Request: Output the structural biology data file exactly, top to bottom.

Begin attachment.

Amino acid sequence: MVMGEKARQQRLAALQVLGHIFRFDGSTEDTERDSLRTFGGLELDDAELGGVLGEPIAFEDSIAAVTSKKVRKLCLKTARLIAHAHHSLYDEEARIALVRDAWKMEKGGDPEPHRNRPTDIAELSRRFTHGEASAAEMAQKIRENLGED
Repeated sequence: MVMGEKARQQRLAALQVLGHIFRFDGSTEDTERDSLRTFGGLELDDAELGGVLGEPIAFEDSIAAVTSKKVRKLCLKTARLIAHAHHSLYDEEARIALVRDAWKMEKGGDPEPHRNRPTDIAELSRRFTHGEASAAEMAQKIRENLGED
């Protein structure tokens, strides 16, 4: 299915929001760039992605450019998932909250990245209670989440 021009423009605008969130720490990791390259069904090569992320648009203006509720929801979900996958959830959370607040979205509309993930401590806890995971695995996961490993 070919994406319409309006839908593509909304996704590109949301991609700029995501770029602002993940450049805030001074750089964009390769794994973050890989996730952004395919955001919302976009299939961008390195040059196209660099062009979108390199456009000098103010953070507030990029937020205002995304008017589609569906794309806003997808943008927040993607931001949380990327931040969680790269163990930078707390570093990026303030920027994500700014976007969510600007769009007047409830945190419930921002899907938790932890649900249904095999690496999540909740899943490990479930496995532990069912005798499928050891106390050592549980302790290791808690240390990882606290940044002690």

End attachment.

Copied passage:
Amino acid sequence: MVMGEKARQQRLAALQVLGHIFRFDGSTEDTERDSLRTFGGLELDDAELGGVLGEPIAFEDSIAAVTSKKVRKLCLKTARLIAHAHHSLYDEEARIALVRDAWKMEKGGDPEPHRNRPTDIAELSRRFTHGEASAAEMAQKIRENLGED
Repeated sequence: MVMGEKARQQRLAALQVLGHIFRFDGSTEDTERDSLRTFGGLELDDAELGGVLGEPIAFEDSIAAVTSKKVRKLCLKTARLIAHAHHSLYDEEARIALVRDAWKMEKGGDPEPHRNRPTDIAELSRRFTHGEASAAEMAQKIRENLGED
């Protein structure tokens, strides 16, 4: 299915929001760039992605450019998932909250990245209670989440 021009423009605008969130720490990791390259069904090569992320648009203006509720929801979900996958959830959370607040979205509309993930401590806890995971695995996961490993 070919994406319409309006839908593509909304996704590109949301991609700029995501770029602002993940450049805030001074750089964009390769794994973050890989996730952004395919955001919302976009299939961008390195040059196209660099062009979108390199456009000098103010953070507030990029937020205002995304008017589609569906794309806003997808943008927040993607931001949380990327931040969680790269163990930078707390570093990026303030920027994500700014976007969510600007769009007047409830945190419930921002899907938790932890649900249904095999690496999540909740899943490990479930496995532990069912005798499928050891106390050592549980302790290791808690240390990882606290940044002690």